So, I started by looking for a tool that would allow me to keep design activities to a minimum and focus on content. After evaluating several options, I finally settled on RapidWeaver, a Mac application developed by Realmac Software. This may come as a surprise to many, as RapidWeaver by itself is a quite unremarkable piece of software. It would be quite easy to argue that at US$79.99, it is way overpriced for what it does.
For all of its limitations, though, RapidWeaver provides one great feature, it offers extensibility through the use of plugins. One of these plugins, Stacks 2, achieves an incredible feat, it converts a mediocre product in an unmatched web design tool that is powerful, flexible and easy to use. Sure, you will probably have to invest another US$100 in plug-ins and stacks (take a look at the stacks developed by Joe Workman) to achieve whatever you want to do, but at this point you will be able to create almost any kind of complex web site with almost no effort.
I can’t really emphasize enough how pleased I am with this RapidWeaver based solution and I really recommend it to anyone who wants to develop a professional looking site without going through the hassle and cost of contracting a pro.
You cannot imagine how glad I was to see the controversy that has followed the indefinite suspension of Phil Robertson from his show, Duck Dynasty. For those who are not aware of what happened, A&E, the network that produces the show, decided to remove Phil, after learning that he had given an interview to GQ magazine where he made a number of statements against gay people and also said a couple of things that can be perceived as racist. This is standard procedure and we have seen this happen in multiple occasions. However, this time, something different happened. People started to rally behind Phil, criticizing the decision, defending his right to free speech. Let me be clear, I do not share any of those beliefs, but I am sick to live in a world where those who mean well, try to stifle the freedom of speech of those who think differently.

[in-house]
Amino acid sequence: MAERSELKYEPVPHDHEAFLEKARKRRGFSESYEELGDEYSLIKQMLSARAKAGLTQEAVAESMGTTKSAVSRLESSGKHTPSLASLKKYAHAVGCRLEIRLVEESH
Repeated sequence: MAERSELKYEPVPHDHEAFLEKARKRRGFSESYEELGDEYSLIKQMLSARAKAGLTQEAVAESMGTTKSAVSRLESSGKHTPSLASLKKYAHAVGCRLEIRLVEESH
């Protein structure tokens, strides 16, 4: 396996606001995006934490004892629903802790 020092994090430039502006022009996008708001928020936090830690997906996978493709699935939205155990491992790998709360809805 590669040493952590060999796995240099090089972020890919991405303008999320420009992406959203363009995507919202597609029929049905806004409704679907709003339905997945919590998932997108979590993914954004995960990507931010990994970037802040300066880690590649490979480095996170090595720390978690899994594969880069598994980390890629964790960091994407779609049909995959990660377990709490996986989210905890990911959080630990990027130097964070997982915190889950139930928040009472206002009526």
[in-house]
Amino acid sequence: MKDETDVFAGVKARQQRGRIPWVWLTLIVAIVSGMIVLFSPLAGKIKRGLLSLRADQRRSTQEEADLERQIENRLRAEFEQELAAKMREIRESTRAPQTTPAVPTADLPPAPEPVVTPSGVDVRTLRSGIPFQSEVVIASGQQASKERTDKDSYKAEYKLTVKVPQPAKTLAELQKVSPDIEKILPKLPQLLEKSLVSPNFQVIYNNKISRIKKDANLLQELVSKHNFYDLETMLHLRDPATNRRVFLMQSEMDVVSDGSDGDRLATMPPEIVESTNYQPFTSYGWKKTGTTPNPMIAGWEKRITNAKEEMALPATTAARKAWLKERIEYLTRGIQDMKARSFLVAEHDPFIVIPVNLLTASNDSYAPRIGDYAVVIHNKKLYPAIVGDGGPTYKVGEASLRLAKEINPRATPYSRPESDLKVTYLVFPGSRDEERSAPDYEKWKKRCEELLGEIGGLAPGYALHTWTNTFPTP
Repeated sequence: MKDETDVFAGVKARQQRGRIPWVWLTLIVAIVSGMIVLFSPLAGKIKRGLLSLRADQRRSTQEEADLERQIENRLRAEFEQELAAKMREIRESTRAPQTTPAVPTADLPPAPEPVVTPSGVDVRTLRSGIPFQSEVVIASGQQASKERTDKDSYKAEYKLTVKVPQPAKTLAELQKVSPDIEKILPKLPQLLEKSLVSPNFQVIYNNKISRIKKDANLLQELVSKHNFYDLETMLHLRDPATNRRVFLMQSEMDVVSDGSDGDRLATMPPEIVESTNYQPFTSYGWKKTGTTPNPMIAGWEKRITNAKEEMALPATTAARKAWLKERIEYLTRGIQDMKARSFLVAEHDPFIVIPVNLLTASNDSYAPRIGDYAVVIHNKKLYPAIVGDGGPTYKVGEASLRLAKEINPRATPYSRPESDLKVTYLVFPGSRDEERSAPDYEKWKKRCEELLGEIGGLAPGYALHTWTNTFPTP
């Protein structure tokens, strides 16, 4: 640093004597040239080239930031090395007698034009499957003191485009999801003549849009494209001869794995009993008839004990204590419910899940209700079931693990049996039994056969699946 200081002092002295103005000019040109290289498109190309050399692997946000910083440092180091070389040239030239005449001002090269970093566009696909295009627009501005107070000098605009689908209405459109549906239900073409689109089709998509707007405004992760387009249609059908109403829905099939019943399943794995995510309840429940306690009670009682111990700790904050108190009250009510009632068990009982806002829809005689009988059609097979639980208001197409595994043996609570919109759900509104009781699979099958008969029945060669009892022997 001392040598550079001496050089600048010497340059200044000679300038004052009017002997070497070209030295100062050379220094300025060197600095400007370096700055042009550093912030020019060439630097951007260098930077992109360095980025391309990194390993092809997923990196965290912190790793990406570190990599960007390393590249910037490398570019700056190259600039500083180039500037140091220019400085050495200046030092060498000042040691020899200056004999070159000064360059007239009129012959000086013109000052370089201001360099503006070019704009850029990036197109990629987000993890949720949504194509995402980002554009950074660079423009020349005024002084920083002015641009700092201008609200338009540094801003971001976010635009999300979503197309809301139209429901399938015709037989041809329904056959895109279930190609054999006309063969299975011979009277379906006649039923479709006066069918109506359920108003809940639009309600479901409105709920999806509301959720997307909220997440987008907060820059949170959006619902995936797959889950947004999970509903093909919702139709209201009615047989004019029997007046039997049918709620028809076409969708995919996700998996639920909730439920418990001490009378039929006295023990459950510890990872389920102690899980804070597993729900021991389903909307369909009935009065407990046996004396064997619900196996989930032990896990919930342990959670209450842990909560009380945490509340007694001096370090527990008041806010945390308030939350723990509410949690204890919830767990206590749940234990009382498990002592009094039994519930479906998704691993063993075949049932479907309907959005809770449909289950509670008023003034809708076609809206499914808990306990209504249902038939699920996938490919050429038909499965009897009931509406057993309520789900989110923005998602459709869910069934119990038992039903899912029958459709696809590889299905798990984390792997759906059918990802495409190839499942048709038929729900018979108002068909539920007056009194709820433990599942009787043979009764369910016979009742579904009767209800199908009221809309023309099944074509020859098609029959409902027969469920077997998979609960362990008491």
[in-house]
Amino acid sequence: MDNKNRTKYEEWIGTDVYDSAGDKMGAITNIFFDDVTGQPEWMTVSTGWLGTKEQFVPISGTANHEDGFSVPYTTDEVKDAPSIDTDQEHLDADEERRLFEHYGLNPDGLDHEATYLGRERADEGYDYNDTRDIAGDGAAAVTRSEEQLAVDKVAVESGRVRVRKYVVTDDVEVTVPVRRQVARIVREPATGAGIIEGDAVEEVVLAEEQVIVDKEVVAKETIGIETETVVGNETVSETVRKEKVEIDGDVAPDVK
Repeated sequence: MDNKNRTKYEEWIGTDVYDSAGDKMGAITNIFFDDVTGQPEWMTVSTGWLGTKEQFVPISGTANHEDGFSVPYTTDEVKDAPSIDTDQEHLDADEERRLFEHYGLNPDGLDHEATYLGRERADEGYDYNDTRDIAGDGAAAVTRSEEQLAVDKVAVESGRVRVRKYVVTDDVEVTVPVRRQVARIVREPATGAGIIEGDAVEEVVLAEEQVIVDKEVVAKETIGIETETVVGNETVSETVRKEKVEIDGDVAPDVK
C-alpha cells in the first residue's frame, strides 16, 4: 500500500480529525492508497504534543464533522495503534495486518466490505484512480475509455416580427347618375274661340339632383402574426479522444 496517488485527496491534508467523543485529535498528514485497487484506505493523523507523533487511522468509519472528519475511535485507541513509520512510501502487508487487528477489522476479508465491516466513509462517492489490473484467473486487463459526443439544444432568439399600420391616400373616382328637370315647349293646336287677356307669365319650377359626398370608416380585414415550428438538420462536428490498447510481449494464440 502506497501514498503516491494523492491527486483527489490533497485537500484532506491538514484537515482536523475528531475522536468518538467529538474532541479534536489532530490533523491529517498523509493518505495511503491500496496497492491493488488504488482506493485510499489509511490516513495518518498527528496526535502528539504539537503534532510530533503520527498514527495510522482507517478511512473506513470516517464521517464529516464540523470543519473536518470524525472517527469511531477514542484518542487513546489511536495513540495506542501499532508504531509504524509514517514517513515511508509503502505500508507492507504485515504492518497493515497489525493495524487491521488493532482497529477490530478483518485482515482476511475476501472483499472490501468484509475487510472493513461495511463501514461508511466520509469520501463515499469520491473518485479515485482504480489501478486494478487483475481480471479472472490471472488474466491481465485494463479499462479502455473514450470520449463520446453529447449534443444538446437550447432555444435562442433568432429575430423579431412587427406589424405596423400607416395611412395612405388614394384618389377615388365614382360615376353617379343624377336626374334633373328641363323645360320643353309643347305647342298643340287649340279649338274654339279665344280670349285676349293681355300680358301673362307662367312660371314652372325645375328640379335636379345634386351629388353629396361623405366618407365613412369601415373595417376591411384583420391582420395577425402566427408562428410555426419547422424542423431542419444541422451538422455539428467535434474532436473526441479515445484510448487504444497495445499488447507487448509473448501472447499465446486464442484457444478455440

Back when I was in High School, we had debates on a variety of topics. We discussed the role of prisons, the death penalty, abortion and many other controversial topics. I remember a girl, raised by a well intentioned hippy family, who had a big heart and was wicked smart. We had nothing in common and clashed many times, but we had very interesting discussions and I was really interested in trying to understand her point of view and where she was coming from. It wasn’t just about arguing and winning a stupid debate, it was about trying to understand each other and address the issues. The debate worked because everyone was free to speak their mind, without consequences.
In our modern world, liberty of speech is recognized in most countries, but there can be serious consequences if you say something that is not politically correct. Careers can be destroyed, companies shut down. This is the equivalent of a crime that cannot be tried in penal court, but can be accepted by a civil court. It doesn’t make any sense. Freedom of speech should mean exactly that, freedom to express what you believe, with no restrictions or consequences. Look, I am not naive, I understand why we are trying to muffle some opinions, we want to avoid going from hate speech to violence, and I understand this is a risk. That said, I do not believe that problems are solved by avoiding speaking about the issue. We need to hear what the people have to say, listen actively and act decisively to solve the problems. Yes, some of those problems are very complex, but avoiding the issue will not make it go away, the pressure will keep mounting and eventually we will face an explosion.